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31 Things I Love About Comics

February 23rd, 2005

I’m late to the party, but wanted to post in response to a recent piece that appeared on Hembeck.com. Artist Fred Hembeck highlighted a cartoon listing the one hundred things he liked about comic books and related ephemera. A number of people took up the inferred challenge to create their own lists, and many posted them on Valentine’s Day.

I tried to come up with my own hundred items, only to run into a couple of obstacles: 1) I don’t read many new comics these days, aside from the occasional Dark Horse trade paperback, and 2) an awful lot of them would relate to Superman, which would make for repetitive reading.

Fact is that I really don’t love modern comics. My tastes run mostly to Silver Age (and older) DC books. For some years, I kept up with the post-Crisis Superman, but complained that it wasn’t giving me what I wanted. Then I realized that if I wanted to read a Silver Age-style story, there are literally thousands I’ve never seen, and many of them are being reprinted in trade paperbacks. Trade paperbacks are cool because they can contain an entire multi-issue storyline, plus they’re easier to store.

I rifled through my four long boxes of comics to get some ideas for a list, but had a hard time coming up with more than a couple dozen. However, since I did the “research,” I might as well post the results.

31 Things I Love About Comics

  • 1] The Marvel Family. Captain Marvel trumps even the mighty Superman as my favorite hero, but even he didn’t come into his own until he regularly teamed with Captain Marvel, Jr. and Mary Marvel.
  • 2] Villains whose names end in “o”: Amazo, Starro, Despero, Titano, Sinestro, Metallo, and oh, so many more.
  • 3] Star Wars Tales issues #1-20. This anthology book from Dark Horse played fast and loose with “official” continuity, and included a lot of humorous takes on beloved characters. Therefore, it could not be suffered to live. (It’s now a much less interesting collection of canonical stories about the third-stringers of the galaxy.)
  • 4] Lois Lane #59, which tells of Lois’ trip to the planet Krypton, pre-cataclysm. Naturally, the matrimony-mad Lois battles Superman’s future mom Lara for Jor-El’s affections, future be damned. And in the back-up story, Batman takes time from his obsessive quest for justice to help Superman play a mean practical joke on his girlfriend. Ah, old comics at their improbable, backwardly misogynistic best.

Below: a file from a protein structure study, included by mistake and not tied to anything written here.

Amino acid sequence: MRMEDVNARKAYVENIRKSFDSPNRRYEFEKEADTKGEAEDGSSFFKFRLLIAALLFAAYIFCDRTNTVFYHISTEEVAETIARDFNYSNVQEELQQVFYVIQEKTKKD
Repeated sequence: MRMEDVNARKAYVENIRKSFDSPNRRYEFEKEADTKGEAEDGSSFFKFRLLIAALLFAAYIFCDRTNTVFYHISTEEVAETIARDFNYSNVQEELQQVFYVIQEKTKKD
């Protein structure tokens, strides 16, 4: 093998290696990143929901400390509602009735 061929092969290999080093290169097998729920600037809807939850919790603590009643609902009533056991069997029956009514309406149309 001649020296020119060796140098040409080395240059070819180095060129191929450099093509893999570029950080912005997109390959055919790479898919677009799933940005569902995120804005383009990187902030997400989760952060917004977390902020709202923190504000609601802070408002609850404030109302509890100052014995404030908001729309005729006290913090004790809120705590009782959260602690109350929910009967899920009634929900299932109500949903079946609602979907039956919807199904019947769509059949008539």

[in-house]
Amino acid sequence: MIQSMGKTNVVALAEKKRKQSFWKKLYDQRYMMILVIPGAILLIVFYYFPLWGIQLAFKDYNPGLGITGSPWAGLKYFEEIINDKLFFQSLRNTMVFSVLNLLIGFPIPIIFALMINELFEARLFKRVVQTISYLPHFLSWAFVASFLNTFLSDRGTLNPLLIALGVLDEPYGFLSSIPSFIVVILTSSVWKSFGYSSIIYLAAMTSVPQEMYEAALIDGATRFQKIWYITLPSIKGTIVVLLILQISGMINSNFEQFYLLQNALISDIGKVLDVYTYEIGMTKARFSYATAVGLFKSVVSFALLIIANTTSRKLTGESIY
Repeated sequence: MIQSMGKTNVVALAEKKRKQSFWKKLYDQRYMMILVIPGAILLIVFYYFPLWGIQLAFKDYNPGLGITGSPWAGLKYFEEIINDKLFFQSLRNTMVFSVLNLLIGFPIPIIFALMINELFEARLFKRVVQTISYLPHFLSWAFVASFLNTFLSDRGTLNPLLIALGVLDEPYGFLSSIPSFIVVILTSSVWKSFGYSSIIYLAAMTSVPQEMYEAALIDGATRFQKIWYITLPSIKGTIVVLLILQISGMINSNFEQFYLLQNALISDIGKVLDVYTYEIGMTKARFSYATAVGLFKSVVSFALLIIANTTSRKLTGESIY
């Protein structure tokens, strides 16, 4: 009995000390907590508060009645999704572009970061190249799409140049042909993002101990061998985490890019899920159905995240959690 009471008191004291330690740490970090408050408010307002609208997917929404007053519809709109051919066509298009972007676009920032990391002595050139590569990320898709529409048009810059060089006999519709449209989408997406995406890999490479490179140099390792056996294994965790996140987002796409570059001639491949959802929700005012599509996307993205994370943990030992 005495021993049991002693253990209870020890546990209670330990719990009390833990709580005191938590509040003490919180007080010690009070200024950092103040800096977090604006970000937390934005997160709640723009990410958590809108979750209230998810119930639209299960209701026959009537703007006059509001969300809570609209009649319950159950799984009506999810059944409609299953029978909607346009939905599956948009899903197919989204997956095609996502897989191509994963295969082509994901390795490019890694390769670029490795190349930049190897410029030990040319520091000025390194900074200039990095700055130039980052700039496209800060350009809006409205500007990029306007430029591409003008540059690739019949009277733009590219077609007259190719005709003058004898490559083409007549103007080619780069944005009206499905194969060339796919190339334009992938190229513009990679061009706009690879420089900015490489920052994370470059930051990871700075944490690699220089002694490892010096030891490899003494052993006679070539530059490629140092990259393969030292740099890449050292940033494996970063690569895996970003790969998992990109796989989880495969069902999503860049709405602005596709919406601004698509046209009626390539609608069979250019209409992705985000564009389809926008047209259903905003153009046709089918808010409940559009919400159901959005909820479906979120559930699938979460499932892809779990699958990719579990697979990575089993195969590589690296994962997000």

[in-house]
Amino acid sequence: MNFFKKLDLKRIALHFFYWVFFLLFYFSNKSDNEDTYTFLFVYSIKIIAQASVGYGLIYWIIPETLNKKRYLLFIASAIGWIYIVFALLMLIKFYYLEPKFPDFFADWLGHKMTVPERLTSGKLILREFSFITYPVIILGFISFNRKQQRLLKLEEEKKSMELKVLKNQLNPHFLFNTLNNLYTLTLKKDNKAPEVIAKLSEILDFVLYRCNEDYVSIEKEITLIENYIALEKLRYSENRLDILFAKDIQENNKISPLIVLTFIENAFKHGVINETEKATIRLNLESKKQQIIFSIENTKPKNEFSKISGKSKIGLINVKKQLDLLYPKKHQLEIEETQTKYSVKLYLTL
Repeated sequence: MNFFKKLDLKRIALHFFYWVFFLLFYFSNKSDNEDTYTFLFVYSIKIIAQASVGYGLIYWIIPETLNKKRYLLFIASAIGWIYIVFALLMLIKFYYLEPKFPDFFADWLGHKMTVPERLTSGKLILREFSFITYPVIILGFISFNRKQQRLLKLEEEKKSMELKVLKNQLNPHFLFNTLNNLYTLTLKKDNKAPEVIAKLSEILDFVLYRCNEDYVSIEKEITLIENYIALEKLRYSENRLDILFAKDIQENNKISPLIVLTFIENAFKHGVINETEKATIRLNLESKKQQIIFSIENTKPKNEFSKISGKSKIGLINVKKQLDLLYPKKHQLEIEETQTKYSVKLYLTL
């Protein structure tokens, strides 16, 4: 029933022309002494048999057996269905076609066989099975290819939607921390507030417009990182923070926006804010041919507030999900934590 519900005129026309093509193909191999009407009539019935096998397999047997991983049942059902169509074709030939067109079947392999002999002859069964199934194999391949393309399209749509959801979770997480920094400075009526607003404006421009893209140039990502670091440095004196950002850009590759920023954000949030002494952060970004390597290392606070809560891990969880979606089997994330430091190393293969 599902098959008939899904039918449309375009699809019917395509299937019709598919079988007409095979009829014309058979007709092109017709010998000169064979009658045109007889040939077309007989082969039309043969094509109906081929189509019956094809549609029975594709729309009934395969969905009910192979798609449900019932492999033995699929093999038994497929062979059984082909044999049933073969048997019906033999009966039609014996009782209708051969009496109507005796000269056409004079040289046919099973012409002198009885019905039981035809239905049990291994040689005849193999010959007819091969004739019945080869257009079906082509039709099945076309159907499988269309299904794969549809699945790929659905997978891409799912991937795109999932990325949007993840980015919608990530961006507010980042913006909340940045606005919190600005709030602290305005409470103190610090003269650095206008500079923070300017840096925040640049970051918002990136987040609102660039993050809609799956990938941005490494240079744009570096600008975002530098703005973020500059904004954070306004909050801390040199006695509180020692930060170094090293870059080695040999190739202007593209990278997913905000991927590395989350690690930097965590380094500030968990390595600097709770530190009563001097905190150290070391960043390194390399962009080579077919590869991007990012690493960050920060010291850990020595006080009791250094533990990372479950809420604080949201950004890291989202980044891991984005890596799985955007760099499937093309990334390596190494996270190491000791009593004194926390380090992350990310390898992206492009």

• 5] 100 Page Super-Spectaculars. These ’70s books featured one new story and numerous reprints from throughout DC’s vast history. Much of my knowledge of Golden and Silver Age characters was originally gleaned from them.
  • 6] Adam Strange, the starfaring Man of Two Worlds. Struck by the Zeta Beam, this daring archaeologist was teleported to the planet Rann, where his Earth smarts helped Rannian super-science overcome an endless supply of would-be conquerers.
  • 7] The Legion of Doom, from the Superfriends cartoon. For years, the Justice League spent many a dull Saturday morning adventure battling environmental do-badders. What a thrill to see them challenged by a baker’s dozen of their greatest villains!
  • 8] An immortal line of dialogue from the first Christopher Reeve Superman film: “You’ve got me? Who’s got you?” A close second (from Superman II) is “General, would you care to step outside?”
  • 9] The Micronauts. This late ’70s/early ’80s toy tie-in by Marvel painted a vast canvas of intergalactic conflict which was surprisingly adult.
  • 10] Turok, Son of Stone. Not the modernized warrior from the ’90s, but the Indian brave who found himself in a lost valley full of “honking” dinosaurs. Most of the Gold Key comics heroes (including Mighty Samson, Tragg; and Magnus, Robot Fighter) were highly entertaining.
  • 11] Lois Lane (Erica Durance) from the Smallville TV show. Enjoyably written and performed…and smokin’ hot.
  • 12] Egg Fu, the evil, Cold War computer inexplicably constructed to resemble a giant egg with a face, sporting a prehensile, Fu Manchu mustache. Arguably, Wonder Woman’s most devilish (or should that be “devilled?”) foe.